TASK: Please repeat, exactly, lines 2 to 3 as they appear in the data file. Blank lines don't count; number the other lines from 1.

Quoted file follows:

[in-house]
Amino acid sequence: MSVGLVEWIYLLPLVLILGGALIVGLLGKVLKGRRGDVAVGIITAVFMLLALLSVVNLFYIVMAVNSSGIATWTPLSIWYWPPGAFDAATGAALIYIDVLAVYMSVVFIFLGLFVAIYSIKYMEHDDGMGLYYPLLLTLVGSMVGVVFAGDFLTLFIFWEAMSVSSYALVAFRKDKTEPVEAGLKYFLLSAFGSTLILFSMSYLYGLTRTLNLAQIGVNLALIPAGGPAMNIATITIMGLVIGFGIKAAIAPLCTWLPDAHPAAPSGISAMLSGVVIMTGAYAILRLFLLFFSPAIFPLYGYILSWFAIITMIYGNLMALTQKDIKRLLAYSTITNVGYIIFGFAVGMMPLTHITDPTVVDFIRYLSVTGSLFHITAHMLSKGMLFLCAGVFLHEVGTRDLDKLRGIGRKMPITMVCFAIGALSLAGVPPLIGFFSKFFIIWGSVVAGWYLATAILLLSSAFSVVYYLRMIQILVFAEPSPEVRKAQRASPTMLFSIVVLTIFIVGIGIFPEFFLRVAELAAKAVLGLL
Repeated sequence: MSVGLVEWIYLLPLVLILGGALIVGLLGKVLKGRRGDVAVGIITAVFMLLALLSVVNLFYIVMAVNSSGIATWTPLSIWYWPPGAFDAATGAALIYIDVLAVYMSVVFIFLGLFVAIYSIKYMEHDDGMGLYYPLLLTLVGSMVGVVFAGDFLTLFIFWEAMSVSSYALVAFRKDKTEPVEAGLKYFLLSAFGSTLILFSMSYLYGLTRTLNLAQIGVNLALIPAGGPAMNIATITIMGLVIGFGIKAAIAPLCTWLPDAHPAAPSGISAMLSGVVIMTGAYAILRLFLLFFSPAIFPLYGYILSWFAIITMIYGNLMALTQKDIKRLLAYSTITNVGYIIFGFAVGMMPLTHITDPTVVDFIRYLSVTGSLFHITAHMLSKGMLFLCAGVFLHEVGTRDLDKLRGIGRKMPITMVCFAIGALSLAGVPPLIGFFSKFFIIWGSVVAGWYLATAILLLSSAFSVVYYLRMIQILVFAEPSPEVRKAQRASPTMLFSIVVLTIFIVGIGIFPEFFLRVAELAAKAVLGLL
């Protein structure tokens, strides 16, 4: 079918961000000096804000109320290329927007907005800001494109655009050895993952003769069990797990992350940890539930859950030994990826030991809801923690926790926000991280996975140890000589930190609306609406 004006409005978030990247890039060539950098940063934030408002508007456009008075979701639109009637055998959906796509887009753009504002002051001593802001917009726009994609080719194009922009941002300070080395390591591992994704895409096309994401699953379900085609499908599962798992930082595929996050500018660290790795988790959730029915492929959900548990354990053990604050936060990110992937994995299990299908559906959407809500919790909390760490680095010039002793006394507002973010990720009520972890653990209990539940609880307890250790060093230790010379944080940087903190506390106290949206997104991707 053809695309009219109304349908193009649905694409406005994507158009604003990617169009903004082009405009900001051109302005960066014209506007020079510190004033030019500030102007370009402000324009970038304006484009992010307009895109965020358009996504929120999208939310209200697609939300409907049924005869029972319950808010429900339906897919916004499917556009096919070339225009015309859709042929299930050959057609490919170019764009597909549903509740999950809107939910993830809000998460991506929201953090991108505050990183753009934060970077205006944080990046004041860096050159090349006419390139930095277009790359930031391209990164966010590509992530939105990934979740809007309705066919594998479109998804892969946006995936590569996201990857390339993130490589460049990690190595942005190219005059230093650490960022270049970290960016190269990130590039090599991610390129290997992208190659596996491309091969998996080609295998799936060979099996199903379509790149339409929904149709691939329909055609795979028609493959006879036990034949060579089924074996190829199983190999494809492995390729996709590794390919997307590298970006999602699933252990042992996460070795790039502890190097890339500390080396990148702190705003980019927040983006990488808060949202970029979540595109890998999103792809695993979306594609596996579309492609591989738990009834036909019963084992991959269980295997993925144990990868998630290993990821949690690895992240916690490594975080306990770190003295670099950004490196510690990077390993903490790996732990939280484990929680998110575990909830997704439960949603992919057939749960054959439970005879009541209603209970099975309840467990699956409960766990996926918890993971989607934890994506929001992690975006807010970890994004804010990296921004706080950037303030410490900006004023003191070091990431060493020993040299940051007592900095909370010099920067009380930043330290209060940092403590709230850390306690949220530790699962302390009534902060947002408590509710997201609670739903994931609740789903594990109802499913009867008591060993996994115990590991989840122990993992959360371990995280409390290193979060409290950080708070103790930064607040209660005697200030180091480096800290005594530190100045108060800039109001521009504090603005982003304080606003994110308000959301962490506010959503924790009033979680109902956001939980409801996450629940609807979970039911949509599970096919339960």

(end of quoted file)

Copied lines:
Amino acid sequence: MSVGLVEWIYLLPLVLILGGALIVGLLGKVLKGRRGDVAVGIITAVFMLLALLSVVNLFYIVMAVNSSGIATWTPLSIWYWPPGAFDAATGAALIYIDVLAVYMSVVFIFLGLFVAIYSIKYMEHDDGMGLYYPLLLTLVGSMVGVVFAGDFLTLFIFWEAMSVSSYALVAFRKDKTEPVEAGLKYFLLSAFGSTLILFSMSYLYGLTRTLNLAQIGVNLALIPAGGPAMNIATITIMGLVIGFGIKAAIAPLCTWLPDAHPAAPSGISAMLSGVVIMTGAYAILRLFLLFFSPAIFPLYGYILSWFAIITMIYGNLMALTQKDIKRLLAYSTITNVGYIIFGFAVGMMPLTHITDPTVVDFIRYLSVTGSLFHITAHMLSKGMLFLCAGVFLHEVGTRDLDKLRGIGRKMPITMVCFAIGALSLAGVPPLIGFFSKFFIIWGSVVAGWYLATAILLLSSAFSVVYYLRMIQILVFAEPSPEVRKAQRASPTMLFSIVVLTIFIVGIGIFPEFFLRVAELAAKAVLGLL
Repeated sequence: MSVGLVEWIYLLPLVLILGGALIVGLLGKVLKGRRGDVAVGIITAVFMLLALLSVVNLFYIVMAVNSSGIATWTPLSIWYWPPGAFDAATGAALIYIDVLAVYMSVVFIFLGLFVAIYSIKYMEHDDGMGLYYPLLLTLVGSMVGVVFAGDFLTLFIFWEAMSVSSYALVAFRKDKTEPVEAGLKYFLLSAFGSTLILFSMSYLYGLTRTLNLAQIGVNLALIPAGGPAMNIATITIMGLVIGFGIKAAIAPLCTWLPDAHPAAPSGISAMLSGVVIMTGAYAILRLFLLFFSPAIFPLYGYILSWFAIITMIYGNLMALTQKDIKRLLAYSTITNVGYIIFGFAVGMMPLTHITDPTVVDFIRYLSVTGSLFHITAHMLSKGMLFLCAGVFLHEVGTRDLDKLRGIGRKMPITMVCFAIGALSLAGVPPLIGFFSKFFIIWGSVVAGWYLATAILLLSSAFSVVYYLRMIQILVFAEPSPEVRKAQRASPTMLFSIVVLTIFIVGIGIFPEFFLRVAELAAKAVLGLL